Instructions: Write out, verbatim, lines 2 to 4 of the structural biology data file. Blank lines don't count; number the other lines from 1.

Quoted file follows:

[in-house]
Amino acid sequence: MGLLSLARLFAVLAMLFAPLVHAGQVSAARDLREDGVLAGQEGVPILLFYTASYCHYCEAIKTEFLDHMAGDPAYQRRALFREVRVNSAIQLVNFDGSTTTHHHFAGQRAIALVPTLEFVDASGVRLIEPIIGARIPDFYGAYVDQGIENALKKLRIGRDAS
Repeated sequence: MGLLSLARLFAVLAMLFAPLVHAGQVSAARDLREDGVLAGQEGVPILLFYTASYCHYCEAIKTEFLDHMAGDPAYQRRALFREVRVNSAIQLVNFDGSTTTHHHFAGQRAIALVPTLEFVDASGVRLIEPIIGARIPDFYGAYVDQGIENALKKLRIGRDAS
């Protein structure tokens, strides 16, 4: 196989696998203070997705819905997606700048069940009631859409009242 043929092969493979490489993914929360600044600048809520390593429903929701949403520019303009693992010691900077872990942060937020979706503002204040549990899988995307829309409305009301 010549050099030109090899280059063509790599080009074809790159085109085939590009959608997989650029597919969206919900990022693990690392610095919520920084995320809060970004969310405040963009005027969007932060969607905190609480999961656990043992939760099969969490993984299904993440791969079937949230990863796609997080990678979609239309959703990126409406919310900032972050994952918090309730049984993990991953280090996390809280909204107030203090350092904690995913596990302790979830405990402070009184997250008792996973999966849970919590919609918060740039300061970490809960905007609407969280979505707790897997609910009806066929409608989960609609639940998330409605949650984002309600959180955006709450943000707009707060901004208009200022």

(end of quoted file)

Amino acid sequence: MGLLSLARLFAVLAMLFAPLVHAGQVSAARDLREDGVLAGQEGVPILLFYTASYCHYCEAIKTEFLDHMAGDPAYQRRALFREVRVNSAIQLVNFDGSTTTHHHFAGQRAIALVPTLEFVDASGVRLIEPIIGARIPDFYGAYVDQGIENALKKLRIGRDAS
Repeated sequence: MGLLSLARLFAVLAMLFAPLVHAGQVSAARDLREDGVLAGQEGVPILLFYTASYCHYCEAIKTEFLDHMAGDPAYQRRALFREVRVNSAIQLVNFDGSTTTHHHFAGQRAIALVPTLEFVDASGVRLIEPIIGARIPDFYGAYVDQGIENALKKLRIGRDAS
């Protein structure tokens, strides 16, 4: 196989696998203070997705819905997606700048069940009631859409009242 043929092969493979490489993914929360600044600048809520390593429903929701949403520019303009693992010691900077872990942060937020979706503002204040549990899988995307829309409305009301 010549050099030109090899280059063509790599080009074809790159085109085939590009959608997989650029597919969206919900990022693990690392610095919520920084995320809060970004969310405040963009005027969007932060969607905190609480999961656990043992939760099969969490993984299904993440791969079937949230990863796609997080990678979609239309959703990126409406919310900032972050994952918090309730049984993990991953280090996390809280909204107030203090350092904690995913596990302790979830405990402070009184997250008792996973999966849970919590919609918060740039300061970490809960905007609407969280979505707790897997609910009806066929409608989960609609639940998330409605949650984002309600959180955006709450943000707009707060901004208009200022």